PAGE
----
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Sibling as a caregiver: dos and don’ts

Sibling as a caregiver: dos and don’ts

The key rule of thumb for siblings who are caregivers is to treat their sibling’s condition as a distinct component from the rest of their lives, say experts
siblings taking care of each other
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“My sister’s anxiety and depression made me furious at times. However, with time I realised that she was not always in control of her behaviour,” says Shweta Aggarwal.  Her sister, Parul Aggarwal suffered from sudden erratic mood swings, anxiety, and depression in childhood.  

Shweta never asked her to get over it or snap out of it. “I only asked her how I could be of help to her during those episodes.”  

On her part, Parul, now 29, desperately tried to prevent her family from witnessing her struggle with depression. “I would starve to stave off the paralysing feeling. My elder sister could relate to how I was feeling, and I always wept when she did that,” she added. 

“It can be easy to merely cut ties as an adult or ignore them as a child when you have a sibling who is dealing with serious mental health issues,” shares Dr Ajit Dandekar, psychiatrist at Nanavati Super Speciality Hospital in Mumbai. Severing ties with one’s family is a common way to deal with the strain of trauma, mental illness, and challenging family relationships. “Due to the strain and difficulty of dealing with your sibling’s trauma, you can end family bonds and your sibling may also become disengaged,” he adds. 

Caregiver’s challenges 

Like Shweta, caregivers can easily feel frustrated by behaviours linked to mental illness. The key rule of thumb according to experts for siblings who are caregivers is to treat their sibling’s condition as a distinct component from the rest of their lives. It is important to keep in mind that mental illness is not anyone’s fault and is far more than just feeling sad. “The ability to let go of expectations about how your sibling should behave (in accordance with social norms) requires an understanding of their condition. Holding onto expectations — and expecting your mentally ill sibling to comply — can strain your connection and worsen their symptoms,” explains Dr Dandekar. 

As time progressed, with therapy early on, Parul has now learnt to adjust to her erratic mood swings and deal with her low feeling. “It can still be challenging to stay on top of it. None of my family members had time to process my mental health difficulties, except my sister,” she says. 

Managing a sibling 

One can aid and offer support by staying involved once the sibling has been initiated into therapy. An effective strategy to support the development of healthy relationships is through family counselling during treatment. “See it as an opportunity for the sibling to put the social and relationship skills they are acquiring in therapy into practice. An opportunity for their growth,” says Dr Dandekar.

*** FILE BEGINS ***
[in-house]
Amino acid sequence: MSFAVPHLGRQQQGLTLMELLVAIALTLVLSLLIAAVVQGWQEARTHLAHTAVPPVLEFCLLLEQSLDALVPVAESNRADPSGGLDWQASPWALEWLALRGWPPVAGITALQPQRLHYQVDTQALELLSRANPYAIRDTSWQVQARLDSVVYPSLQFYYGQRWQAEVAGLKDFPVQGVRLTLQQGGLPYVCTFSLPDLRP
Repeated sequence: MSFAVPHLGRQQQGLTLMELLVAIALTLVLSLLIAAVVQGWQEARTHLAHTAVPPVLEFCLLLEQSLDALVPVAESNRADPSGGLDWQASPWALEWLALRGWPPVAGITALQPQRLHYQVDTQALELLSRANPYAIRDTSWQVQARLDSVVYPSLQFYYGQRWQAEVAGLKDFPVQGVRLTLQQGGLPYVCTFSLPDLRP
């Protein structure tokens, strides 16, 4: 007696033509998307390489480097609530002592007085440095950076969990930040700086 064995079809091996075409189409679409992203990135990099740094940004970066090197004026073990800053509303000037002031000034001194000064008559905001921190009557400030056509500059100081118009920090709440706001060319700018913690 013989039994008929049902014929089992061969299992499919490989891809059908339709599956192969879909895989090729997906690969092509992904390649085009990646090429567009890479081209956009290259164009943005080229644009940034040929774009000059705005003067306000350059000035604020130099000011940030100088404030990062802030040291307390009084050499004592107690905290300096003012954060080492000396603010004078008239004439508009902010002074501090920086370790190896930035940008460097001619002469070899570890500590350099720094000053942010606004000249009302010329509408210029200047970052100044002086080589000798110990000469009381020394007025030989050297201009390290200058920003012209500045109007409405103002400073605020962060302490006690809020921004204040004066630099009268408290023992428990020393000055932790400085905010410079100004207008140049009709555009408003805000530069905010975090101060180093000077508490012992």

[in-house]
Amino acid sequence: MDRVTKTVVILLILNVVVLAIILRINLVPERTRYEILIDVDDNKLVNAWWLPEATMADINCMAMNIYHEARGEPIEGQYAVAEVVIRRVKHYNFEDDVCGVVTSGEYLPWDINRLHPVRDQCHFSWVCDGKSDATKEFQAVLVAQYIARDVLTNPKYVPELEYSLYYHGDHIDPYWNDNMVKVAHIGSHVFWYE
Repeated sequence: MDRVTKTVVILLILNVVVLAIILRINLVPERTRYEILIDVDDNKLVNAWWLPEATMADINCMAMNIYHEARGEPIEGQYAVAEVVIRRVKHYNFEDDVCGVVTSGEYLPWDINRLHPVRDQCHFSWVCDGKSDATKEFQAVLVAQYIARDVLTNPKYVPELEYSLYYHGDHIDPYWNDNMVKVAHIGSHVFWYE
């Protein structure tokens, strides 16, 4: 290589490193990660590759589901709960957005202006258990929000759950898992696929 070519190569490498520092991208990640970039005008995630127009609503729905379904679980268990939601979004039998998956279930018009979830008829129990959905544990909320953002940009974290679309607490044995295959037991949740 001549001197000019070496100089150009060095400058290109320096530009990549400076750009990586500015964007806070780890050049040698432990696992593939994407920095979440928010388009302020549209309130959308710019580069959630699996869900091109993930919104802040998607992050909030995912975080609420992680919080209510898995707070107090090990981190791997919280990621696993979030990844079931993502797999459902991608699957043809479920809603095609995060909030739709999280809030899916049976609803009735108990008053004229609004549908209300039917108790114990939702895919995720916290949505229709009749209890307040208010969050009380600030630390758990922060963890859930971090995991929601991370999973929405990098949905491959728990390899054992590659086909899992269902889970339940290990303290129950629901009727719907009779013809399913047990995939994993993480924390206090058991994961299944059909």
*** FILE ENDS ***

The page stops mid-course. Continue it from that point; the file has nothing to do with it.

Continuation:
When your sibling is prepared to stop receiving treatment, be helpful by assisting with the adjustment to life at home. 

“Engaging with family members is one of the most crucial things your sibling can do to start building stronger relationships and mental wellness. Healthy familial ties aid in reducing the effects of trauma in childhood and aid the victim in coping as an adult,” elaborates Dr Dandekar, saying that you need to encourage your sibling to interact with others in different ways.  

“Help them reconnect with old acquaintances, find employment, try out new activities, and simply venture outside frequently to interact with others,” added Dr Dandekar. 

“My suggestion to everyone is to try and defuse a crisis if it arises when you and your sibling with a mental disorder are out together and watch your tone when speaking to them because it can make matters worse,” says 35-year-old Shweta. 

Take care of one’s mental health 

Only if one is mentally sound will they be able to support the sibling in need.   Such issues are tough for the family as everyone is affected by relationship trauma. The effects of a sibling’s trauma are severe enough to stress out the entire family, even if they are not aware of it. “Make sure to attend to your own mental health needs.  Spend time with your own friends and do activities you like while taking breaks from your sibling as necessary,” points out Dr Dandekar. 

Get enough rest, move around, and concentrate on eating healthy. Consider seeing a therapist if you discover that you continue to experience tension, anxiety, or depression. 

It should be noted that one is affected by a sibling’s turmoil whether they choose to engage or not. “Assist them in getting over their trauma. Both of you will be healthier and happier if you support the treatment, work on your relationship, involve other family members, and take care of yourself,” Dr Dandekar adds.  

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